April 2005 RAND Health Newsletter

Contents of April 2005 RAND Health newsletter:

  1. Helping a Palestinian state succeed
    Creating a Palestinian state poses myriad political, economic, social, and environmental challenges. Overcoming these obstacles requires a comprehensive plan for nation-building and a design to meet the population's infrastructure needs.

    Building a Successful Palestinian State, The RAND Palestinian State Study Team, 2005
    Full Document | Research Brief

    The Arc: A Formal Structure for a Palestinian State, Doug Suisman, Steven Simon, Glenn Robinson, C. Ross Anthony and Michael Schoenbaum, 2005
    Full Document | Research Brief

    Helping a Palestinian State Succeed: Key Findings, The RAND Palestinian State Study Team, 2005
    Full Document

    More on the Palestine project | More on the Center for Public Health Systems and Preparedness | News release

  2. Exemplary practices in public health preparedness
    Over the past three years, state and local health departments have undertaken a variety of activities and initiatives to improve their level of preparedness for bioterrorism and other public health emergencies. This report provides an overview of the methods and criteria used to select and nominate candidate practices for a repository of exemplary practices in public health preparedness.

    Citation: Exemplary Practices in Public Health Preparedness, Terri Tanielian, Karen Ricci, Michael A. Stoto, David J. Dausey, Lois M. Davis, Sarah Myers, Stuart Olmsted and Henry H. Willis, 2005, full document

    More on public health research

  3. Weight loss surgery helps severely obese people lose more weight than diet and exercise
    A new study finds that severely obese people who undergo weight loss surgery typically lose about 45 to 65 pounds and maintain their lower weight for 10 years or longer. A related study reports that weight loss drugs promote moderate weight loss when prescribed along with recommendations for dieting and exercise among patients who are less severely overweight.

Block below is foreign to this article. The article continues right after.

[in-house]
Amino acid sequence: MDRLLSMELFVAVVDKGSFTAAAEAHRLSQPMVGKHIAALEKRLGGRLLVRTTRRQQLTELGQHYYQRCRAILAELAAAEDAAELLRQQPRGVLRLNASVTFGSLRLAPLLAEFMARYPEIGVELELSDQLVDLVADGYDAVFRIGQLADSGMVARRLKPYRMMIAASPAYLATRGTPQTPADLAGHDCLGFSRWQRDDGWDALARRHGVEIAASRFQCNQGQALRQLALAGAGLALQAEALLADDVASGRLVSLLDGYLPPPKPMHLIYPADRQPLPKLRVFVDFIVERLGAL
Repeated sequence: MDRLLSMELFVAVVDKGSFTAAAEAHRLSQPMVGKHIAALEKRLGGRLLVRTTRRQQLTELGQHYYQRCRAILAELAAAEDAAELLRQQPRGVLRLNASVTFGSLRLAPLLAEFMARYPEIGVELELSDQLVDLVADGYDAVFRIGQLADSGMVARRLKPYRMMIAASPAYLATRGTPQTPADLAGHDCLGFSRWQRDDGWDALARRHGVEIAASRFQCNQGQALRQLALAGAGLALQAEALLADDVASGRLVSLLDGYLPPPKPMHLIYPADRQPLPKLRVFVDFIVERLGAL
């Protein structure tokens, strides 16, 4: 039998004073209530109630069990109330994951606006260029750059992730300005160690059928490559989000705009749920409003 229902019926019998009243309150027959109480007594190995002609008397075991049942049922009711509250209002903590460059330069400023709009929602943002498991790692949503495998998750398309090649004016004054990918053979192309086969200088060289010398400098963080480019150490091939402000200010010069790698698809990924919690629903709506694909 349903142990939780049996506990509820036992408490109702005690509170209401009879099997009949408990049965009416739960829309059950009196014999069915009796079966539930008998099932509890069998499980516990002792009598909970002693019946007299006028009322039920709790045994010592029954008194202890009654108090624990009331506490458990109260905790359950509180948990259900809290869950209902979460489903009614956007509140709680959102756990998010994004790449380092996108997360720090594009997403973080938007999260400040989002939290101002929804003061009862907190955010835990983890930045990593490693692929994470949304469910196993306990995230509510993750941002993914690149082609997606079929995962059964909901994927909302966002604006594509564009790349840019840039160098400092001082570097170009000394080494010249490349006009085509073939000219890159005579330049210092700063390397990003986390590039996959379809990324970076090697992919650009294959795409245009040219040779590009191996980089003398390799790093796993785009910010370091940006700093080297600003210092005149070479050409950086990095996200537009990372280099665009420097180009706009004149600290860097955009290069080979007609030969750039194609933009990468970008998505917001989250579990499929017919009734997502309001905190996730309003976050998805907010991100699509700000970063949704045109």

Citations: Meta-Analysis: Surgical Treatment of Obesity, Maggard MA, Shugarman LR, Suttorp M, Maglione M, Sugarman HJ, Livingston EH, Nguyen NT, Zhaoping L, Mojica WA, Hilton L, Rhodes S, Morton SC, Shekelle PG. Annals of Internal Medicine, Vol. 142, No. 7, April 5 2005, pp. 547-559, abstract

    Meta-Analysis: Pharmacologic Treatment of Obesity, Li Z, Maglione M, Tu W, Mojica W, Arterburn D, Shugarman LR, Hilton L, Suttorp M, Solomon V, Shekelle PG, Morton SC. Annals of Internal Medicine, Vol. 142, No. 7, April 5 2005, pp. 532-546, abstract

    News release | More on obesity research

  4. Assessing the value of healthcare information technology
    Over the last decade, many industries have increased productivity through information technology (IT) transformation. Can healthcare duplicate the IT-enabled gains seen in other industries?

    Citation: The Diffusion and Value of Healthcare Information Technology, Anthony G. Bower, 2005, full document

    More on health informatics and technology research

  5. Prescription for a healthy nation
    America spends nearly twice as much for health care as any other nation. This new book explores why Americans are among the sickest people in the industrialized world.

    Citation: Prescription for a Healthy Nation: A New Approach to Improving Our Lives by Fixing Our Everyday World. Farley T, Cohen DA. Beacon Press, Boston MA, 320 pages

    Abstract and ordering information

  6. April issue of RAND Health congressional newsletter
    This month's newsletter features the managed care backlash on enrollment in HMOs, how cardiologists view racial and ethnic disparities in care, and how poor neighborhoods are linked to poor health. (PDF file)

  7. Recent Research Highlights and Fact Sheets from RAND Health

    Do Cardiologists Perceive Racial or Ethnic Disparities in the Treatment of Heart Patients?

    The Managed Care Backlash: Did Consumers Vote with Their Feet?


    Please visit the RAND Health homepage.

    To unsubscribe from this list, visit http://www.rand.org/newsletters.html or send email directly to Peg Schumacher, pege@rand.org.

    Mary Vaiana, Communications Director, RAND Health, can be reached at mary_vaiana@rand.org.

    Back to top